South Florida is this year's top “judicial hellhole,” reclaiming a title that it held in 2007 and then lost in 2008 to West Virginia, according to a report from a tort reform special interests group.
McDonough Holland & Allen PC, Davis Graham & Stubbs LLP and Hanson Bridgett LLP came out on top in Law360's ranking of firms with the highest concentration of female partners.
From chopping travel budgets and pushing rate freezes to implementing layoffs and salary reductions, law departments are experimenting with a wide range of cost-cutting measures to keep afloat, according to a new survey.
In a climate of layoffs, corporate firms should consider reducing attorneys' hours and salaries rather than cutting them entirely, according to a new report.
Corporate legal departments are less likely to work with inexperienced outside attorneys this year, and are more concerned with reducing spending on outside counsel altogether, according to the Association of Corporate Counsel and Serengeti Law's ninth annual Managing Outside Counsel Survey.
A new rule intended to reduce the time and cost of document review during discovery by muting the consequences for accidentally turning over privileged documents has had little impact on litigation costs, according to Fulbright & Jaworski LLP's 2009 Litigation Trends Survey.
More companies are turning to alternative billing options amid recession, but the traditional billable hour is far from dead, according to Fulbright & Jaworski LLP's 2009 Litigation Trends Survey.
It remains rare for U.S. companies to be required to produce electronic information from social networking Web sites, but around half of American businesses block employees from using the sites at the office, according to Fulbright & Jaworski LLP's 2009 Litigation Trends Survey.
Many corporate attorneys are bracing for a swell of new lawsuits in the coming year, in part because the sour economy continues to send companies to court for debt collection and regulatory scrutiny, according to Fulbright & Jaworski LLP's 2009 Litigation Trends Survey.
U.S. companies continue to be intent on trimming their law department costs, looking to cut back on spending and staffing, and putting the brakes on raises for in-house attorneys, according to a recent survey.
Corporate litigation spending is set to rise in 2010 after dropping a massive 10.4 percent in 2009, bucking an overall projected decline in companies' legal budgets, according to a new report by the BTI Consulting Group Inc.
Regulatory issues are the single biggest concern keeping corporate legal officers awake at night, but that's good news for firms desperately seeking signs of growth, with a recent spike in regulatory counsel spending projected to accelerate in 2010, according to a new report on corporate legal spending by the BTI Consulting Group.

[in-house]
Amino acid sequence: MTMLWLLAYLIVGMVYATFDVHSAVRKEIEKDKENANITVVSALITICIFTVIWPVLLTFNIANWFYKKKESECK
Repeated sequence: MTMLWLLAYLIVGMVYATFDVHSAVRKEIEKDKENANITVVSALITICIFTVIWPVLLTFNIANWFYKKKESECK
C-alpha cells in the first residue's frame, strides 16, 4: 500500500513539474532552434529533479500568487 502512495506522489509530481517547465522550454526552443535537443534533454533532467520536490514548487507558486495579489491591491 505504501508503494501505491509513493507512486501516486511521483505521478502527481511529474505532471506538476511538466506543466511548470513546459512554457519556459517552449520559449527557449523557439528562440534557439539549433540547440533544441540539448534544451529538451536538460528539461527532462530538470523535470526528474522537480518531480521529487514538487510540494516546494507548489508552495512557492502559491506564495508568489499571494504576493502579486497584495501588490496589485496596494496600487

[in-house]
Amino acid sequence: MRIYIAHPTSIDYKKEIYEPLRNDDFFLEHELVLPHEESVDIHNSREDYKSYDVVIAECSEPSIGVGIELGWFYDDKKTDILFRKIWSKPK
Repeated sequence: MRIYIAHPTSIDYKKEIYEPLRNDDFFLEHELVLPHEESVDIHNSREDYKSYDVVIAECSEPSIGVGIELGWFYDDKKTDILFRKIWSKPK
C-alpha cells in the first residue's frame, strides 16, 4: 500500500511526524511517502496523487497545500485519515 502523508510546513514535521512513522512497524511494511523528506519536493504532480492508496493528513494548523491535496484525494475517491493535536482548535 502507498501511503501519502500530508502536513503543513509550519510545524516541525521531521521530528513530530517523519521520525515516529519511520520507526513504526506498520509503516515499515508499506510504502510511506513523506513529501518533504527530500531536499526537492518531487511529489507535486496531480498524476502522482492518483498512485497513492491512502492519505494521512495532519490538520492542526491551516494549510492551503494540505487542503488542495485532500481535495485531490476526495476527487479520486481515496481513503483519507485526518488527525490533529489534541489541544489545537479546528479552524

Attorneys of all ages continue to flock to online social networks, although they remain unconvinced of the strategic business value of sites such as Facebook and LinkedIn, according to a new study.
A Yale Law Women survey has congratulated 10 of the Vault Top 100 Firms for their forward-thinking policies on flexibility, but it said many firms still lag in promoting women and ensuring that part-time associates can advance to partner.
While the demand for legal services is down and rate growth is weak, cost controls and layoffs have allowed law firms to maintain profitability in the downturn, according to a new report.
General counsel are overwhelmingly opposed to a regulatory crackdown on such things as audit practices and executive pay, but they are prepping for that possibility anyway, according to a survey released Thursday.
A survey released Tuesday on the “50 Best Law Firms for Women” features firms — including Sidley Austin LLP, WilmerHale LLP, Jenner & Block LLP and Foley Hoag LLP — that offer lawyers flexible hours and other options to achieve work-life balance, a goal experts say has fallen by the wayside amid the recession.
In more bad news for associates, median starting pay at the largest firms in many cities has hit a peak of $130,000, down from an average of $160,000 in the past few years, a new survey has found.
More than three-quarters of female minority attorneys at U.S. law firms will quit their jobs within five years due to challenges in moving up to partner and other leadership positions, according to a report by a women’s research organization.
Feeling the squeeze from the recession and credit crisis, U.S. law firms are having second thoughts about merging with one another, according to a recent analysis.